It is clear at this point that the rates of substance abuse and mental issues among the homeless population are disproportionately high. The reason is that they don’t only push people into homeless but that homelessness also exacerbates them.
Besides being causes and consequences of homelessness, substance abuse and severe mental illnesses have a close relationship, as one of them can easily be a product of the other. It is important to avoid them all together. Please, learn more about substance abuse and mental illness as causes of homelessness.
On any given night, as many as 200,000 military veterans sleep on the street. The percentage of veterans with post-traumatic stress in the USA is growing among those returning from Iraq and Afghanistan. Adapting to “normal life” is proving to be extremely difficult for the men and women who have served their country. Consequently, some choose sadly to leave homes, loved ones and jobs behind for homelessness and/or addiction.
Low Wage or Unemployment
Low wage is a fertile land for poverty and lack. Some people receiving low wages are one ‘paycheck’ away from getting homeless. When a low wage is combined with high cost of living, people involved often lose their homes, especially with the occurrence of a drastic event.
Individuals paying more than 50% or 30% of their income on housing are at serious risk of becoming rough sleepers.
Unemployment happens at varying degrees. In some cases, it’s a sudden loss of a job; in some, it’s migrants moving to new places and failing to get jobs or settle in. In some cases further, it’s large-scale perennial unemployment rate. Learn more about how low wage and unemployment cause homelessness.
Systemic or Government Failure & The Lack of Social Housing
The role of the government is significant in this question. Governments’ actions or inactions directly or indirectly affects people’s housing status. The state of a domain’s economy, good or bad, is the product of its government. The availability of jobs, adequate wages and/or salaries, cost of living, skills, opportunities et cetera are mostly determined by the government. And, where the government fails to bring positive economic impact to bear, citizens may be poor and, in this connection, live in poor conditions or without homes.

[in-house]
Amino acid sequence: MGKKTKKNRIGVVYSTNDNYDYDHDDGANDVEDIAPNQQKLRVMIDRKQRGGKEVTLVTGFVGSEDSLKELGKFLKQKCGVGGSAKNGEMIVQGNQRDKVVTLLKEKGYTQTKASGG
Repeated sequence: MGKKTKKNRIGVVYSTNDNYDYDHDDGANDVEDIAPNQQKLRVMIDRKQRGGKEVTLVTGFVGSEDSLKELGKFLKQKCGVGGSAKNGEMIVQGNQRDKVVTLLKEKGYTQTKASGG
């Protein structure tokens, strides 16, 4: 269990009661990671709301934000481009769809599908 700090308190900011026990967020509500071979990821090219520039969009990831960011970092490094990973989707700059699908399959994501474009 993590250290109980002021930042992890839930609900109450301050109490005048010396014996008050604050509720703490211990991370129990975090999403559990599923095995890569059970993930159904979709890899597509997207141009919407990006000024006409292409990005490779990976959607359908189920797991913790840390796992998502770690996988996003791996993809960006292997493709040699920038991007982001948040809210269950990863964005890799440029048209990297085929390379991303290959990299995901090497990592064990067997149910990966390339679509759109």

Further, where there’s a good economy; yet, there’s still homelessness, it is expected of government to provide social housing programs to get people out of the streets.
Unexpected Events — Poor Health & Other Factors
Our world is a complex place and sudden things happen. Such unexpected or unplanned occurrences could be external or internal. External factors further could be inter-personal or macro, government as an example. Specifically, some unexpected events that could make people lose their homes are damaging injuries, deteriorated health, fraud, robbery, hacking, job loss, loss of guardian, fire accident razing home, economic downturn, war, natural disasters (wildfires, earthquakes, flooding) et cetera.
All of the foregoing could suddenly cause homelessness.
Sarah, a mother, who was living with her mother in her social home was evicted once her mother passed. She recounted, “Before I’d even had chance to grieve, I had another battle on my hands. The housing association wanted to evict us from the property, and claimed they had no duty to house me and my son.”
Discrimination and Inequality
Discriminated people in countries rife with any type of discrimination such as the United States (racial prejudice on minority ethnic groups such as African Americans) are more likely to struggle to get economic opportunities and stability.
Discrimination can impede access to employment, housing, justice and helpful services. Racial minorities are at greater risk of such discrimination. Most minority groups in the United States experience homelessness at higher rates than Whites, and therefore make up a disproportionate share of the homeless population.